1. Turquoisecow*

          Yeah, I’ve never heard the phrase or knew the context, I assumed he was leaving off the iceberg but when OP said it was a sex thing I immediately was squicked out even without knowing why. Reading the real meaning, ick.

          I’d probably either approach the guy privately or go to HR and say “hey, that phrase you/he are saying is really inappropriate, and here’s why.” Maybe he heard someone else say it and isn’t aware of the connotations. I wasn’t so it’s definitely possible. If that’s the case, he’ll hopefully be appalled and say something like “oh god I didn’t mean that I’m so so sorry, won’t happen again.” If you get pushback from it or a “sorry if you were offended” type non-apology, well, he’s shown his true colors and it will come out in lots of other ways.

      3. scratched cd*

        That’s more my experience too growing up in a conservative religious background. I’ve heard the phrase from the other partner’s perspective, where they’re prudish so they insist on “just the tip“ when they really want more. So bringing up rape/coercion may just get you too deep in the weeds and give him something to argue with.

        Regardless, it’s always wildly sexual and completely inappropriate and I don’t think you need to nail down the exact meaning or intent to shut it down.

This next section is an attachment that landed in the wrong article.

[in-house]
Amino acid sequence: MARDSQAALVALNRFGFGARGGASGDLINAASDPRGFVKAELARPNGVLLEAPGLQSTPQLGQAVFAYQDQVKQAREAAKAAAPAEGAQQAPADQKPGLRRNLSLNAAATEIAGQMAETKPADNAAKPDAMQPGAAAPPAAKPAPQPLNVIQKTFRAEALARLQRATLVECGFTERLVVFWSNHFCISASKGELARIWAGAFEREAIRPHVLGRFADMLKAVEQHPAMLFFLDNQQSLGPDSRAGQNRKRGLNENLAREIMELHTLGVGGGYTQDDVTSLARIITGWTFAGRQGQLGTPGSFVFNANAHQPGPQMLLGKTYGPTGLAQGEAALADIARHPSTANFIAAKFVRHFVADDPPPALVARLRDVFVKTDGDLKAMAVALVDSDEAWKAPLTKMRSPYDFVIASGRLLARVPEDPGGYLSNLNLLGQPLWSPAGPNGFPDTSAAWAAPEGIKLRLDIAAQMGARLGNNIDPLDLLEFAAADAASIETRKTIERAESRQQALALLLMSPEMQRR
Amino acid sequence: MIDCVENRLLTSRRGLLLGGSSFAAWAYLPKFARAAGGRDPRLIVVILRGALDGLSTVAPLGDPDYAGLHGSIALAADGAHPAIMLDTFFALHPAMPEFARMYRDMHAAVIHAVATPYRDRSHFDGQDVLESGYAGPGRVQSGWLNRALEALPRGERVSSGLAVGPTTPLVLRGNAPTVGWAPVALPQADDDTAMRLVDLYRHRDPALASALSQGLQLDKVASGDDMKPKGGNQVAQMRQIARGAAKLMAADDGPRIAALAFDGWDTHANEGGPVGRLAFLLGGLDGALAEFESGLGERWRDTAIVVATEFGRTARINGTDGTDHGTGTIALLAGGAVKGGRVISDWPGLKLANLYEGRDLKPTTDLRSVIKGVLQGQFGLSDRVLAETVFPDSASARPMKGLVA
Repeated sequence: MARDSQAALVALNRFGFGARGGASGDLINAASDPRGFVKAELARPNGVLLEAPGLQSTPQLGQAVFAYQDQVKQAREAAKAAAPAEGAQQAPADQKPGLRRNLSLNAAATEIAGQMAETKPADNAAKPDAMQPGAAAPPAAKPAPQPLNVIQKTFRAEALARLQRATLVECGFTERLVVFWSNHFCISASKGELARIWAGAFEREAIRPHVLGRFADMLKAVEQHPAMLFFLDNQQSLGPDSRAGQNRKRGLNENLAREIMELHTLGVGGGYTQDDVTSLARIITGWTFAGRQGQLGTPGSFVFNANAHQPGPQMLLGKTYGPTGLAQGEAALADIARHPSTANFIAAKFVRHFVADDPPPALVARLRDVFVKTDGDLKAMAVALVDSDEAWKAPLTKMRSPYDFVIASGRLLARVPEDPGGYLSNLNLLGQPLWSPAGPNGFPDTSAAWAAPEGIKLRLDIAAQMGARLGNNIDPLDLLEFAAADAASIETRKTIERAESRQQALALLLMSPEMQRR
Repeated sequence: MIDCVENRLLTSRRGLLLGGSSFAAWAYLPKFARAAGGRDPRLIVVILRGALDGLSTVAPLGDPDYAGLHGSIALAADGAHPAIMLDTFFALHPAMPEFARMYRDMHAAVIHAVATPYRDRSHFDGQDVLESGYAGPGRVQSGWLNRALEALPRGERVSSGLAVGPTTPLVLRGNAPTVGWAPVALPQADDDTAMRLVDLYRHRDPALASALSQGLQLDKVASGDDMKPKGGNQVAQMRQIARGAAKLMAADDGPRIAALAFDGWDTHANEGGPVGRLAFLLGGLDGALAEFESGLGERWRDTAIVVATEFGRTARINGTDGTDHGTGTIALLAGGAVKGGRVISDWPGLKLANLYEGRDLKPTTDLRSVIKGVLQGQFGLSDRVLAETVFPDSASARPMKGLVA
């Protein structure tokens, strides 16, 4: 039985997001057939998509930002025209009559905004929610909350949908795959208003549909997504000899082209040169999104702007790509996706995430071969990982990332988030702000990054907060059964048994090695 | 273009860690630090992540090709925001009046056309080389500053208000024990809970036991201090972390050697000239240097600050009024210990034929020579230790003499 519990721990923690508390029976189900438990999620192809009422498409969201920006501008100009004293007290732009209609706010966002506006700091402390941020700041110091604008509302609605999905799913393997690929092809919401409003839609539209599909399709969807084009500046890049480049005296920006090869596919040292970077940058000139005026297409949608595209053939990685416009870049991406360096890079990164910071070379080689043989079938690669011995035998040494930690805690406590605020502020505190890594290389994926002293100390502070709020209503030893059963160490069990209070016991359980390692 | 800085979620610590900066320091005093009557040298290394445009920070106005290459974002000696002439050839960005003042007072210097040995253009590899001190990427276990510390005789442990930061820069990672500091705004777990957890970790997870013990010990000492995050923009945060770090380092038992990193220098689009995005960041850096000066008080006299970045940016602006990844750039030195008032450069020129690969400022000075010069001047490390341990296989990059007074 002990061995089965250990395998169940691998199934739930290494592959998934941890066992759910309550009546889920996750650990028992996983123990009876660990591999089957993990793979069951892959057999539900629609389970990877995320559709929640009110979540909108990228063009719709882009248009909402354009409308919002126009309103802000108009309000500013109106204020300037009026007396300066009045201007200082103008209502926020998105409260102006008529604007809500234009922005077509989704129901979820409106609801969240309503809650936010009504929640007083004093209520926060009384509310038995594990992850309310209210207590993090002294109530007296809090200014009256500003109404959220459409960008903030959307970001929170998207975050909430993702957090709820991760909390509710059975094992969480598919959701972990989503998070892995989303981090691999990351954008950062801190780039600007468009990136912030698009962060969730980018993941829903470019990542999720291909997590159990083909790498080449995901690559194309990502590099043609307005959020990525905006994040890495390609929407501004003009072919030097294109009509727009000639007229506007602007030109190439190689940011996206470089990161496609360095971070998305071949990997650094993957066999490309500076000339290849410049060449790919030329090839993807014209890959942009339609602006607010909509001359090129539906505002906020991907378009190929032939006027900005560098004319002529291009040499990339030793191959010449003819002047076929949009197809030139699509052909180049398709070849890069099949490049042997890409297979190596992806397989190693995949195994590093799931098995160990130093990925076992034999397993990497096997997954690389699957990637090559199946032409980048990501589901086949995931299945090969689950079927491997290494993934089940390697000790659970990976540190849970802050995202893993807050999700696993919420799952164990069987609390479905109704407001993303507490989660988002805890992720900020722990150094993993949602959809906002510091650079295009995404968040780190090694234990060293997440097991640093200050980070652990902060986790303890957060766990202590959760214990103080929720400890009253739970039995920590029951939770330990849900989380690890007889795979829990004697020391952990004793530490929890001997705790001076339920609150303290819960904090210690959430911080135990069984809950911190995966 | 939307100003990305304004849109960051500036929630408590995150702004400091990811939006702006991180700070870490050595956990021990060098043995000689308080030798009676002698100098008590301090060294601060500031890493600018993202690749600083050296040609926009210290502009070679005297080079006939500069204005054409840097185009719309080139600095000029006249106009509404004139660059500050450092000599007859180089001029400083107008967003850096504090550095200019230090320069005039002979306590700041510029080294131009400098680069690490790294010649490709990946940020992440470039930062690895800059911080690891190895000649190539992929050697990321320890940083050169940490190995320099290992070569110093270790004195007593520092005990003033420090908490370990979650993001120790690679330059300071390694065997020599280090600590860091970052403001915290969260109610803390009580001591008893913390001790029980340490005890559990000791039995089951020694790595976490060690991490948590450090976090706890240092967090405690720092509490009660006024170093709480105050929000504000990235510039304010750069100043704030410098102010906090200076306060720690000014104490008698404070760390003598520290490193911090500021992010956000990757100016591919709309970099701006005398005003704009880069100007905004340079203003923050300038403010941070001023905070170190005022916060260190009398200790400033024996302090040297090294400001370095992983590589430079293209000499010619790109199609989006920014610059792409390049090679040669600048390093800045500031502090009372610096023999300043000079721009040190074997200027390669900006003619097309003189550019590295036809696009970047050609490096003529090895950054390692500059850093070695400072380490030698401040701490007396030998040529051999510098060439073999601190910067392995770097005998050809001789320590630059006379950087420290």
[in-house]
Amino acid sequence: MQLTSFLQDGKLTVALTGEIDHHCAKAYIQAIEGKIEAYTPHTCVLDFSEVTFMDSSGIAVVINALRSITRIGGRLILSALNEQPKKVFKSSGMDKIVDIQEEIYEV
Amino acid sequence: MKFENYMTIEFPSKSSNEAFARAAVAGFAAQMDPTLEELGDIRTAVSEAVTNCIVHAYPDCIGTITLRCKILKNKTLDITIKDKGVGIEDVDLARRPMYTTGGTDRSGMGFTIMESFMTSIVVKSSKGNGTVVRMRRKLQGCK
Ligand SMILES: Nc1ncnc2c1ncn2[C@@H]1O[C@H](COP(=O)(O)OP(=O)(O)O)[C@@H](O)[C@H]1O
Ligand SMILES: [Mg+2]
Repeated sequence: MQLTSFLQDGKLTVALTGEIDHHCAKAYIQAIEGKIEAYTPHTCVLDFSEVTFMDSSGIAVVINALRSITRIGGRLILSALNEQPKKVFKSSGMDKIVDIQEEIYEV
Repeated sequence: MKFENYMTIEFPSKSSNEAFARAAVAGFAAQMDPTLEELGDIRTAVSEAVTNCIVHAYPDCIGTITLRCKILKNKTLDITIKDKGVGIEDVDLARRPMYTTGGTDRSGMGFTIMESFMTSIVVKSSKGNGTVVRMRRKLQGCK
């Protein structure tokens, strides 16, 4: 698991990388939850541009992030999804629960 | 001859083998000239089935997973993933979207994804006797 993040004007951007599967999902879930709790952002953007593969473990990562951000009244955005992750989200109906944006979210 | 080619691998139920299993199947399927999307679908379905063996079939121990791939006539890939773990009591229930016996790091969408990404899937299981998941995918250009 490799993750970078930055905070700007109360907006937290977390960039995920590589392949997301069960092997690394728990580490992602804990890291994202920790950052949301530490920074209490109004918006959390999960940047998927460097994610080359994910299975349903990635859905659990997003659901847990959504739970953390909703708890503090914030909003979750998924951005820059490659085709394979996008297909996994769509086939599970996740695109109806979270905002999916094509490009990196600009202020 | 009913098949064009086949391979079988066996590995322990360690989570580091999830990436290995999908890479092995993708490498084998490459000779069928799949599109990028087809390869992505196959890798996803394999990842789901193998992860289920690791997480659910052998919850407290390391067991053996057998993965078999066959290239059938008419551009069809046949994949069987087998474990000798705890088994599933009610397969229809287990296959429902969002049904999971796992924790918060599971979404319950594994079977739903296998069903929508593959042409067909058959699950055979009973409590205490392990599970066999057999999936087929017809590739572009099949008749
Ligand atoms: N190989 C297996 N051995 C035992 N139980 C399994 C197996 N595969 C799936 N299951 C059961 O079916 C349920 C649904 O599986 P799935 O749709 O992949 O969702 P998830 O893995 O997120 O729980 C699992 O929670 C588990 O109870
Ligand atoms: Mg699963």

4. A Manager for Now*

        FWIW I’ve only ever heard in a “doesn’t count if it’s just the tip” religious-conservative-everything-but-PIV-virginity-construct way. This conversation has been eye opening for me, not because I use the phrase but because I’ve heard it so frequently and didn’t know there was an additional connotation.

      5. Observer*

        but I do wonder if it might be better strategy-wise to begin by giving the guy the benefit of the doubt, and then move to these more direct/blunt responses if he doesn’t immediately correct the behaviour.

        No. Because these responses are appropriate even for the “more innocent” versions of the phrase. It’s gross and has no place in the office. It needs to stop. And if he argues, the OP should not ramp it up with him, they should go straight to HR.

      6. Rose*

        I grew up in a conservative religious culture and area and I often heard “just the tip” as practical advice for consensual fun without loosing your virginity often as a teenager in the 200s. Girls and guys readily participated.

        That being said… the benefit of the doubt is that he’s making a really graphic sexual joke. Regularly. At work. Even giving him the benefit of the doubt this is so far over the line. The line is a dot to him. He has already earned the blunt script.